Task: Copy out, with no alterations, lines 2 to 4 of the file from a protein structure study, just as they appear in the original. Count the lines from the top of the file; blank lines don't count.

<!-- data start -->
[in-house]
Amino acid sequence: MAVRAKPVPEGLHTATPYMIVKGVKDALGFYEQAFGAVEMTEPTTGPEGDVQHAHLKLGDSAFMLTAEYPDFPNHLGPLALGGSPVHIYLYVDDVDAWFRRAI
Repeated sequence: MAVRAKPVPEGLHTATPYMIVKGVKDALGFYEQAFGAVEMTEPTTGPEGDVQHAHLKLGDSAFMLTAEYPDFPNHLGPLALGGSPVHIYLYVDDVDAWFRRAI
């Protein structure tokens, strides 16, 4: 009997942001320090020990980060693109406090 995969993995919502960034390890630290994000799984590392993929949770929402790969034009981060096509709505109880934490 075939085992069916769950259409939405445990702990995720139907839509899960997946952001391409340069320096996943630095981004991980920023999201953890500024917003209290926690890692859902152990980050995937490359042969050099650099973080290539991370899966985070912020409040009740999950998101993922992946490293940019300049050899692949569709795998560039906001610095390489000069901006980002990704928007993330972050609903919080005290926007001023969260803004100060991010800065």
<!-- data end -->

Amino acid sequence: MAVRAKPVPEGLHTATPYMIVKGVKDALGFYEQAFGAVEMTEPTTGPEGDVQHAHLKLGDSAFMLTAEYPDFPNHLGPLALGGSPVHIYLYVDDVDAWFRRAI
Repeated sequence: MAVRAKPVPEGLHTATPYMIVKGVKDALGFYEQAFGAVEMTEPTTGPEGDVQHAHLKLGDSAFMLTAEYPDFPNHLGPLALGGSPVHIYLYVDDVDAWFRRAI
């Protein structure tokens, strides 16, 4: 009997942001320090020990980060693109406090 995969993995919502960034390890630290994000799984590392993929949770929402790969034009981060096509709505109880934490 075939085992069916769950259409939405445990702990995720139907839509899960997946952001391409340069320096996943630095981004991980920023999201953890500024917003209290926690890692859902152990980050995937490359042969050099650099973080290539991370899966985070912020409040009740999950998101993922992946490293940019300049050899692949569709795998560039906001610095390489000069901006980002990704928007993330972050609903919080005290926007001023969260803004100060991010800065």